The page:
One Thing at a Time

In our fast paced world, one really can’t expect everything to be perfect with the blips that pop up along our road to success. Except I do. Well, not realistically. But I do hold myself to unreasonably high standards and then get mad at myself when I fail to reach them. This is ironic when you consider the fact that I do come especially close to reaching or do reach my personal goals, I’d say about 95% of the time.

I blame my perfectionism and tendency to over analyze the process of reaching my goals as a reason that I haven’t accomplished as much as I would have or could at by this point in my life. Yet I have accomplished a majority of things I have set out to do if I really stop and think about it. I just have a tendency of expecting way more from myself than I necessarily have the time or resources to realize, and yes, I do get stuck on the process.

What I have come to realize, however, is that it isn’t the process you should get stuck on. Neither is it the end result, necessarily. If you think about it, the reason we really set goals is 1.) to grow, and 2.) to achieve a feeling, which can be things such as joy or contentedness, however, the feeling we all strive for is accomplishment. Therefore, getting stuck on the process isn’t really necessary. Especially as someone who is young, now is my time to experiment with new ideas and ways of doing things, and most of all, to f*ck up and learn from it. By experimenting and learning we grow, and by continuing to apply our learned knowledge, we do eventually accomplish.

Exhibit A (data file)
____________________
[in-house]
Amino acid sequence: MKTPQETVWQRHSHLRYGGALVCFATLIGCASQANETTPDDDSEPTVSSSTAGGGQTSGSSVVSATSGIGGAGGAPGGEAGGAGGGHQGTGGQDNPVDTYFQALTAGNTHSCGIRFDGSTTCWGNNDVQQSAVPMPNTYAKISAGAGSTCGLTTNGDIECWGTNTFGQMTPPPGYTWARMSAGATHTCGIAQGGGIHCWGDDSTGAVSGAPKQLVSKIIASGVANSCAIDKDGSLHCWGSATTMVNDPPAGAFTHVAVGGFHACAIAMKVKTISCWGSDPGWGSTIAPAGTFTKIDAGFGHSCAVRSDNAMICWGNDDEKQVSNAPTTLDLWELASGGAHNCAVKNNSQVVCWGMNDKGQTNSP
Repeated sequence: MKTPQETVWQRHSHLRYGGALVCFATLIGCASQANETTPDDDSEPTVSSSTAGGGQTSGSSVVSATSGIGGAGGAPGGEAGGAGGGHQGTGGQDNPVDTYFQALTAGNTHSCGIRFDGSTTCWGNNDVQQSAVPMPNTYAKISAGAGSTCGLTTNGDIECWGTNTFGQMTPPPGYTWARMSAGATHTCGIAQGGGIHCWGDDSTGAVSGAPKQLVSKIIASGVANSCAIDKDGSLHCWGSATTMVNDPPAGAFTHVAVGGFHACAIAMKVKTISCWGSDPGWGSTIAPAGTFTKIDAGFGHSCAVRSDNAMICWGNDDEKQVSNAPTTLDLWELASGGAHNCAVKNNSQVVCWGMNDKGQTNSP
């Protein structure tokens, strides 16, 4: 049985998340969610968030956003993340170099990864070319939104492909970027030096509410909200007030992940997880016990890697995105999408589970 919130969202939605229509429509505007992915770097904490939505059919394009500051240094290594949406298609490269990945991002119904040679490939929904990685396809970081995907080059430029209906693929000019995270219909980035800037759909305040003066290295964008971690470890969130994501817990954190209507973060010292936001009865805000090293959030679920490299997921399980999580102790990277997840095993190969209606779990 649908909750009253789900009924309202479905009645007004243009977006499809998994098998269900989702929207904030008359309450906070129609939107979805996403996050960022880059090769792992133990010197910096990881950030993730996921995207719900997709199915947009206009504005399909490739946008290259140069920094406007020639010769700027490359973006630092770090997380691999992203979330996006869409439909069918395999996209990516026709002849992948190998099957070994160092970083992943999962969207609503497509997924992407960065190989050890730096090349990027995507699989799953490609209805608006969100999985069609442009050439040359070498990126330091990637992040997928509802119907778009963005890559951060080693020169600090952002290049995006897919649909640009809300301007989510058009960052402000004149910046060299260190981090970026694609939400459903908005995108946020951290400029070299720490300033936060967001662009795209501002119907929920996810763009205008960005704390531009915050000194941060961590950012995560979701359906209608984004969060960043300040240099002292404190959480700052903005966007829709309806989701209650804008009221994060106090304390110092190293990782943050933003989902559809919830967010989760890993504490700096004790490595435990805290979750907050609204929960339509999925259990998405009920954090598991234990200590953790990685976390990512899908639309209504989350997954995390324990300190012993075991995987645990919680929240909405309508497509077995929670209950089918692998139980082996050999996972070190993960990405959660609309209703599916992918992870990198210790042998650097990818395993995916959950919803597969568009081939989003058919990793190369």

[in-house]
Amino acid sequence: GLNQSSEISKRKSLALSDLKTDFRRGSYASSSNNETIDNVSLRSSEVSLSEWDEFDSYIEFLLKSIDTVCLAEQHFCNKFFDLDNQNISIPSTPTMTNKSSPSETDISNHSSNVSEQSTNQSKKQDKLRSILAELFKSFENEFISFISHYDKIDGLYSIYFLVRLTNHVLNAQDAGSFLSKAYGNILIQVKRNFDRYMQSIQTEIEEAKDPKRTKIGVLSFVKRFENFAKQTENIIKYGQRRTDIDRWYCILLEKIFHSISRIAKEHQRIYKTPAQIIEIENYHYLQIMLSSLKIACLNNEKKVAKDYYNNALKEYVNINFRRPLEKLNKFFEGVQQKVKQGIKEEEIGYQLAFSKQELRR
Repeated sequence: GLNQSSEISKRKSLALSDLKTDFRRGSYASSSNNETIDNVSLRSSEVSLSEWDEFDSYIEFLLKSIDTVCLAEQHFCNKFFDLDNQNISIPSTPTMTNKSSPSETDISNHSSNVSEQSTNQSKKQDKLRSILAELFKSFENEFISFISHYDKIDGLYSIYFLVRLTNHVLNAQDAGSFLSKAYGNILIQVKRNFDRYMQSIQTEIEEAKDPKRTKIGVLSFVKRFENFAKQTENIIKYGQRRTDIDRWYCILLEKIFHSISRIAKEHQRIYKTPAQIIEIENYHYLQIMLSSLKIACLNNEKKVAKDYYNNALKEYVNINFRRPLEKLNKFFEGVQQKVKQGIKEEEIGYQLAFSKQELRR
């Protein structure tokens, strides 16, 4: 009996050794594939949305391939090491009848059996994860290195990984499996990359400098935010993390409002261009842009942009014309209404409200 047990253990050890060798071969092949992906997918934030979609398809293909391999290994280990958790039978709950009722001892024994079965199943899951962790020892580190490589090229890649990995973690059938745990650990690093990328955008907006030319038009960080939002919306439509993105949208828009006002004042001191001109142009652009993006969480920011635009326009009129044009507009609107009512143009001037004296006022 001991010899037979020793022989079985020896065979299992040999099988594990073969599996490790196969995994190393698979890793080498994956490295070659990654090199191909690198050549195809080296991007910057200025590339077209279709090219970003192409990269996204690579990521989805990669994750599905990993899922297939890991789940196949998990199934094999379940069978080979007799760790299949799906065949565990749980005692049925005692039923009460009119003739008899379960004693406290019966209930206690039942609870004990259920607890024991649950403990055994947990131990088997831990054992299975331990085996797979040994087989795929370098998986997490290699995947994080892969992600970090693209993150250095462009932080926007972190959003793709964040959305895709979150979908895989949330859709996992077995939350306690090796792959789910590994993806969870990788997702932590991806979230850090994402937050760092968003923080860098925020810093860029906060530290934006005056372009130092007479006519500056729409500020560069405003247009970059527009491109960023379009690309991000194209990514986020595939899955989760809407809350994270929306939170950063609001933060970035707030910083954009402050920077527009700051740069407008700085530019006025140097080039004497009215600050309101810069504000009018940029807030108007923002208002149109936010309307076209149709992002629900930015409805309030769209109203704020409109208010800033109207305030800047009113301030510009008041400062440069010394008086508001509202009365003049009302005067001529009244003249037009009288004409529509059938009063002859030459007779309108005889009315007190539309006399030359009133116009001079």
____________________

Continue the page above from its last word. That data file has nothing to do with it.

Most importantly, don’t get stuck on the process, because all you can really do is focus on the now. This isn’t to say that having a plan is a bad thing. But plans aren’t always there to be stuck to. Think of a plan like a map: it might show you the best, or fastest, or most efficient way to get to your destination, but there are usually several roads you can take to get to that same place. Some might be more fun and adventurous, and some might be severely rocky and be an overall tougher expedition. But remember, it’s ok to get lost every once in a while and take a less traveled road. You might even find a different destination that feels like a better place for you to stay.

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